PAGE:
Hope that helps. There are plenty of things to consider. Don't despair!

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I think its a blessing - easier to get your protein and vitamins in naturally :)  as long as you are eating healthy and in moderation and losing then what's to complain about :) whoop whoop :)

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I will give an example from today as reference.

Last night my wife and I got a Grilled Chicken Market Fresh Salad from Chick-Fil-A (daughter works there so we get 50% discount). I ate 2/3 of it. That in itself is pretty big.

Today for lunch, I finished the other 1/3 of the salad. This consisted of probably a cup of lettuce and 2oz. of grilled chicken, among other healthy toppings. On top of that I ate a tilapia filet, probably 4oz.

I did not feel full until the last two bites. I don't even feel real full, just satisfied.

This just seems like a lot of food only being 7 weeks out.

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I'm not post-op, so know nothing. But it seems if you stop losing weight you might want to cut back. And get rid of salad and other greens and eat proteins and see when you fill up. Proteins fill you up (satisfy your body's "full" meter) faster than greens and way faster than carbs.

 

But what do I know. ;)

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At every meal, I always prioritize my food intake as:

1. Protein

2. Vegetables

3. Carbs

Even with the tilapia and salad, I ate the fish first, then the chicken, and then the leafy stuff.

I always get the full serving of protein in before anything else at every meal.

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That does seem like a lot.  Are you weighing out your food or just eyeballing it?  I feel as if it would be very difficult to eat 6 oz of meat.  Granted, I can eat more fish and chicken than I can steak or pork, but 3oz of chicken (normal thickness) should approximately cover the size of your palm.  I recently found this website and it's really helpful:  http://blog.photocalorie.com/portion-sizes/  I was freaked out that I was eating too much for a while as well, but when I found out what 3oz really looks like I felt much better.  Now I serve myself 3 oz of meat and then measure out about 1/4 to 1/2 a cup of veggies, depending on the type.  I consider that a cup of food, but it may be more or less.  I used to measure the meat by volume with my veggies but I found that different ways of cutting it lead to different measurements.  I don't have a food scale, but I find other ways to make sure I am not eating too much.  For example, from my meat counter I generally get half a pound and know that there are two servings.  Since meat weighs less after cooking (my program recommends weighing after cooking) I know it will be about 3oz when I'm ready to eat it.  Just my 2 cents, but if it is concerning you I would talk to your NUT or surgeon.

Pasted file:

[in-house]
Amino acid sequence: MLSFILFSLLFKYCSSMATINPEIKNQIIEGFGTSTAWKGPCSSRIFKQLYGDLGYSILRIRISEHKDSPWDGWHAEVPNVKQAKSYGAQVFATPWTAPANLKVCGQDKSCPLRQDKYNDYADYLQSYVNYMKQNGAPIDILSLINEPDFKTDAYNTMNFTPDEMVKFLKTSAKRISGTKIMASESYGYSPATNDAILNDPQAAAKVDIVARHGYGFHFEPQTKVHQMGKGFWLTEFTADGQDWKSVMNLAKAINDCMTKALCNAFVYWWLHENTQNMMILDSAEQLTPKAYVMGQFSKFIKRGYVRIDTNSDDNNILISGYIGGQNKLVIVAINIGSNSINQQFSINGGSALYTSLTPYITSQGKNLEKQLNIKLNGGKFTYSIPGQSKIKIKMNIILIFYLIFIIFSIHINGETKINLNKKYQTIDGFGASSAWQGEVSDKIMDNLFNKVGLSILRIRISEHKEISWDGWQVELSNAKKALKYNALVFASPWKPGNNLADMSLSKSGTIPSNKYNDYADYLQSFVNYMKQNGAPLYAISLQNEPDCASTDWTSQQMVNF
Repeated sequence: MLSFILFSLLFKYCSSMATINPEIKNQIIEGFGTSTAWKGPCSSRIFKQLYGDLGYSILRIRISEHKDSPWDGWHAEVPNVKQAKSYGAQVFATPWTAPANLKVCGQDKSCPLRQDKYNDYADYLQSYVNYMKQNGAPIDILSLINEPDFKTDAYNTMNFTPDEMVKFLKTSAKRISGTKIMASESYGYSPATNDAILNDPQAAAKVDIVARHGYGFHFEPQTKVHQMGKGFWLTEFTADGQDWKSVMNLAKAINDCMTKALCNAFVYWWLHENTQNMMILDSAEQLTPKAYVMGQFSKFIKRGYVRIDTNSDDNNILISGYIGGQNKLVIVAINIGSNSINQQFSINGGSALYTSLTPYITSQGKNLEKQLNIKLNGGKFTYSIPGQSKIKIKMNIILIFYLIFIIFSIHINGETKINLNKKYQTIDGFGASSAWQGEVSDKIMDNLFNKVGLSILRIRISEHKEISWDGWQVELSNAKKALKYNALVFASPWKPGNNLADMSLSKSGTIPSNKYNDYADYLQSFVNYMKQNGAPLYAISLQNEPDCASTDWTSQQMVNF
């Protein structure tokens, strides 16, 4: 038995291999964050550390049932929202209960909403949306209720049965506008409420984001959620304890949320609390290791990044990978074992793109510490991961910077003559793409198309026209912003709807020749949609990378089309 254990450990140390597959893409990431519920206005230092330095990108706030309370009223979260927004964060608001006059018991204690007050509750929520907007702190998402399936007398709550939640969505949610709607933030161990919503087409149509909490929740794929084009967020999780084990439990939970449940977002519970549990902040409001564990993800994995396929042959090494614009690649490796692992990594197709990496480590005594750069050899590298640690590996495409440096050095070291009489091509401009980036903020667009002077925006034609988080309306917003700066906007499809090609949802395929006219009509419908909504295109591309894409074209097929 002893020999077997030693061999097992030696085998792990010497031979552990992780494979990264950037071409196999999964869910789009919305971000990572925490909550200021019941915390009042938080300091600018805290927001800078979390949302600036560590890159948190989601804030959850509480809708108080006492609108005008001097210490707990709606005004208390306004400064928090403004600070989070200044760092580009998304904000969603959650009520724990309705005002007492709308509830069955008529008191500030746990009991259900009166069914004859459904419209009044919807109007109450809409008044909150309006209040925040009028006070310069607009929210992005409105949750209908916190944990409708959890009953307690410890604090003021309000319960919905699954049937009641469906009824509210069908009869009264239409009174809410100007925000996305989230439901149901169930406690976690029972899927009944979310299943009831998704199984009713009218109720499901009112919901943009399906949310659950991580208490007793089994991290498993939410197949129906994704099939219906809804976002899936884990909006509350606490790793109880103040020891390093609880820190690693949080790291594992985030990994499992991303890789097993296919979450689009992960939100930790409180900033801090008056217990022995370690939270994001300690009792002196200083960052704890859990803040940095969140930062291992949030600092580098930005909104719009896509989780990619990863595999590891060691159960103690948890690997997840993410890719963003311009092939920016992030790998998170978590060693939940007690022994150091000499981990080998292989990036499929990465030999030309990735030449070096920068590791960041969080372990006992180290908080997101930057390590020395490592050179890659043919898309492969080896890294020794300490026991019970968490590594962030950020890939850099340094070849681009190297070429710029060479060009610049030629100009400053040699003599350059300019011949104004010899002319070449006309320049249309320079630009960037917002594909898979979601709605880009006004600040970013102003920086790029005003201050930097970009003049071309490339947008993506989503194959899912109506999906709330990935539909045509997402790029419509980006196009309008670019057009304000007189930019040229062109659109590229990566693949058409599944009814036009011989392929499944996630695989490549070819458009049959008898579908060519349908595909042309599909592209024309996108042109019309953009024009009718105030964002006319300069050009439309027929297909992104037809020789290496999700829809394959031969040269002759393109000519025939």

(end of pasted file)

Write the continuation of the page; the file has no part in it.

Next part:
eta:  When I measure out the "cup" as I call it, I split it into two meals.  I eat the 1.5 oz of protein first and then eat as many veggies as I can.  Round 2, I do the same.  I probably couldn't get all 3 oz down otherwise and I know I need that protein. 

Edited by hayleyca

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Agree with Hayley, it seems like a lot.  But then again, we are all so different.  I weigh everything on my kitchen scale (well, all protein) and can't ever finish the 3 oz of fish I give myself for dinner.  Usually can get down 2 oz plus a few pieces of broccoli, cauli, or asparagus.  A restaurant meal becomes 3-4 work lunches usually.

 

I think we all have very different satiety levels, and unique ways of dealing with emotional/head hunger.  I don't allow myself to entertain the idea of emotional eating or cravings, it just isn't an option here.  I eat by a plan, and faithfully stick to it.

 

Perhaps you can plan your days in advance, so there will be no disruptions and see how it goes?

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Thats seems like a lot for RNY, but they say it can take a few months for the nerves to heal in the pouch and give you a true "full" feeling. it took me about 3 months. I was told to weigh and measure everything untill I had good feedback from my pouch, and to continue this practice "until further notice" - this was my Docs advice.

 

Looks like you have dropped a lot and are doing great! you might want to reach out to your NUT and see what they have to say :)

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I weigh out my food or use special portion size utensils we have at home, if the food is prepared at home.

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Wow, that's a lot of pounds for one month.  Its not surprising you have slowed down.  As entertaining as it might seem, that rapid a weight loss probably wouldnt be good for your system.

 

The surgeon gave us a Nutrition guide when I went through the process -- the long term goal in the guide said 6 ounces of meat a day.  Vegetables and Fruits were added "long term"

 

They used the same guide for sleeves as for roux en y, so it would seem that maybe you are eating more than normal - especially a month or so out.

 

I would like to be able to eat chicken, period - but my system just doesnt like it.

 

I can see how it would be harder if you dont have the restrictions you expected, but I think we both know from experience that just because you Can do something doesnt mean you Should.

 

I'm sure you will find your way in this, good luck!

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Jay,  I am like you.  I feel that I can definitely eat a lot more than I thought I would.  I may be overestimating, but I can easily eat 5 oz of poached salmon along with 1/2 - 1 cup veggies.  I am moving in a couple of weeks, but my kitchen scale has been packed for months, so I have been eyeballing everything. I have never dumped and very recently tried out that theory on a few bites of my daughter's birthday cake.  After doing that and not dumping...I dumped the cake itself - into the garbage!  Too tempting.  Like one  of the posters said above, this is the time to use my tool, and my motivation for having the surgery in the first place.